Book Review: Gabriel’s Story

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by David Anthony Durham

Publication Date:
List Price: $23.95
Format: Hardcover, 304 pages
Classification: Fiction
ISBN13: 9780385498142
Imprint: Doubleday
Publisher: Penguin Random House
Parent Company: Bertelsmann
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Book Reviewed by Thumper

Right now I'm scanning my slightly used memory attempting to determine the last time a debut novel moved me as much as Gabriel's Story, the debut novel by David Anthony Durham. I'm coming up with blanks. I'm quite confident in stating that I've read the best book of the year. I can't heap enough words of praise upon Gabriel's Story to do it justice, but I'll try. Gabriel's Story is haunting in it's beauty. When anyone claims, wishes, or dreams of the ever elusive ’Great American Novel’, Gabriel's Story is the book. Gabriel's Story covers the settlement of the American West but through the eyes of an African-American family. A perspective that isn't lauded enough. A perspective that is told with a sharp eye for images, a strong ear for dialogue, and the heart and tongue of a poet. 

Gabriel's Story is the coming-of-age tale of Gabriel Lynch, in the late 1800s after the Civil War. 15 years old Gabriel, his 13 years old brother Ben and his mother Emma have left their home in Boston to move to Kansas where his new stepfather Solomon have established a small farm. Gabriel is in the full swing of his adolescence, as my grandmother use to say, ’being mannish’. The farming life isn't for Gabriel. He's still mourning the death and dreams of his father, adjusting to the economic shift of the family, and quietly hating his new stepfather. After several months, Gabriel and his friend James decides that farming is not a way of life for them and runs away with a gang of cowboys that is led by a white man named Marshall Hogg who can be both charming and dangerous, and Marshall's right hand man, Caleb, a black man who silence is frightening. The life of a cowboy isn't exactly the life Gabriel envisioned. It does open his eyes to the way of the world and the ways of men.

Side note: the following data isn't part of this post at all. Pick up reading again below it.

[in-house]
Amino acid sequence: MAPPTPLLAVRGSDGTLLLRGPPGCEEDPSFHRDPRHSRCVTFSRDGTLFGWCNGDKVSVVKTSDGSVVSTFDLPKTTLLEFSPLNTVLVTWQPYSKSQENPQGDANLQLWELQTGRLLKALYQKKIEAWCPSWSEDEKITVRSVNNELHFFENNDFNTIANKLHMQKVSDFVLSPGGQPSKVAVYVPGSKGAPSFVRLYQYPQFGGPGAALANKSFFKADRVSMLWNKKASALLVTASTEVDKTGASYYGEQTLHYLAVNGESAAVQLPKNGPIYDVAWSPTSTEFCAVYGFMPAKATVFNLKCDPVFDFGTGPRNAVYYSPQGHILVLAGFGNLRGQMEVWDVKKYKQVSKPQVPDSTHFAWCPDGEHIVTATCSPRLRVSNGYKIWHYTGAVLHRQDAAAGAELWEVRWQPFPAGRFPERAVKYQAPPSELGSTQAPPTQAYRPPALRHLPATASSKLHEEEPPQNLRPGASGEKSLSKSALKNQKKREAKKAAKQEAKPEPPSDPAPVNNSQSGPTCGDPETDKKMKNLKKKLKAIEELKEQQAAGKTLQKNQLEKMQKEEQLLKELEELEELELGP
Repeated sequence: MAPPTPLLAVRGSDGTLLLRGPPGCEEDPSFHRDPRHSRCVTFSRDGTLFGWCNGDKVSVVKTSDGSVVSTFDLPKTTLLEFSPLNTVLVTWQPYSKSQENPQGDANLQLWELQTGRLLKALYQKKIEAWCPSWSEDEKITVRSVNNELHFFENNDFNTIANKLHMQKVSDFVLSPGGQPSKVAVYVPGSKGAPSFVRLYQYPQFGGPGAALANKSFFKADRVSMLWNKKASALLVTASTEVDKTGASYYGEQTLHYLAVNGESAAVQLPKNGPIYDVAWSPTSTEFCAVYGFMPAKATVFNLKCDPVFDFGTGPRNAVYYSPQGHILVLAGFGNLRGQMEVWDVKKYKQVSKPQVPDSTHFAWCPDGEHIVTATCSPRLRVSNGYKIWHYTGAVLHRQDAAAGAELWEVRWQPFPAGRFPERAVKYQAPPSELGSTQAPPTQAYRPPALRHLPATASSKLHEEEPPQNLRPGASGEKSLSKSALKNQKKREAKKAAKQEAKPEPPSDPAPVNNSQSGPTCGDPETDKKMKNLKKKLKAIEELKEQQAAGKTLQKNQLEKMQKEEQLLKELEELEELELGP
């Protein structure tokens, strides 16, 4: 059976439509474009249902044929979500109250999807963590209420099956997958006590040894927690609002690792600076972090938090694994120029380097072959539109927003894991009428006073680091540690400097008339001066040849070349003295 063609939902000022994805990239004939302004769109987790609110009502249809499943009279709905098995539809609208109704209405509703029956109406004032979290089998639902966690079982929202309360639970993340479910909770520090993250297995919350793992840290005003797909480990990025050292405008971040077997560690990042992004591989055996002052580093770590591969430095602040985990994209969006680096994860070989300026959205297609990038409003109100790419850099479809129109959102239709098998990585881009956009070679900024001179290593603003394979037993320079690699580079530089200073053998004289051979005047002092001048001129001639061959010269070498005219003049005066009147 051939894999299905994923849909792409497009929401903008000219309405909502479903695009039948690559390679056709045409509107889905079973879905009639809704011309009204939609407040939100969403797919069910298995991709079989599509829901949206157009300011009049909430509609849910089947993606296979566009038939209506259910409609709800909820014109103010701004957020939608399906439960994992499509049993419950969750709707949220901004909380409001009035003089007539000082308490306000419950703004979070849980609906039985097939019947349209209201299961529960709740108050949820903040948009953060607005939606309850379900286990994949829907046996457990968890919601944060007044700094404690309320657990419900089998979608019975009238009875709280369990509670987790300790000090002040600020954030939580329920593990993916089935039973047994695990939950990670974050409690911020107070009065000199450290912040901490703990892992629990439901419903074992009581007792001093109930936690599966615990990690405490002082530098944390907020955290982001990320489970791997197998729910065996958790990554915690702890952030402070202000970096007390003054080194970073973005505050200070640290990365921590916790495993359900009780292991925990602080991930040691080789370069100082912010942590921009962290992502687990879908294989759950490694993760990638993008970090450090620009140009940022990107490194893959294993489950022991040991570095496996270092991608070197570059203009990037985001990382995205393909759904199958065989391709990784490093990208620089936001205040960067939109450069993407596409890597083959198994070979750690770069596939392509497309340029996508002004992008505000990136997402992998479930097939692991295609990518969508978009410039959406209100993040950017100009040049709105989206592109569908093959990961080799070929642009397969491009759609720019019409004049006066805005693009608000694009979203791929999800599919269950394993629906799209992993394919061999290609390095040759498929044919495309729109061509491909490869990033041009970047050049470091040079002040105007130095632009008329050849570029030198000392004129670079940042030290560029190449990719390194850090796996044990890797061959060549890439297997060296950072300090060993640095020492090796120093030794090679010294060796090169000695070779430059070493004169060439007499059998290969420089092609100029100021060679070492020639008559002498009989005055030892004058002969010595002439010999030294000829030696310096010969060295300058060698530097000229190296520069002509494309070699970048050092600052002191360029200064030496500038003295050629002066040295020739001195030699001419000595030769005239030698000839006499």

I so identified with the character Gabriel that I had a hard time letting him go. Gabriel felt the same way I would have felt about his mother's marriage, his life on the trail to Texas. Durham created all of his characters just as well. Marshall is dangerous, smart, and yet had a charisma going that it was easy to understand this strange ’attraction’ that could be generated from being in his company. Caleb was just plain scary. Not scary like a Hollywood monster such as Frankenstein, more like Norman Bates with an ominous cloud around him. Durham re-created late 19th century Kansas so completely and beautifully, I was THERE! 

To state that Durham has a way with words would be an understatement. He's an artist. The manner in which he portrayed the racism that Gabriel and his family faced, the violence of life in the West, and the family dynamics was with a sure and subtle hand. Prose was lyrical, easy on the eyes, pretty to the ears.

Gabriel's Story is a beautiful novel! It is a promise of good things to come from Durham, a promise that I can't wait to see what will become of it in the future. As far as the year 2001 is concerned, I'm ready to close up shop, grab my coat, get the keys and lock up. Gabriel's Story is the best book of 2001. It doesn't get any better than this! Believe it!

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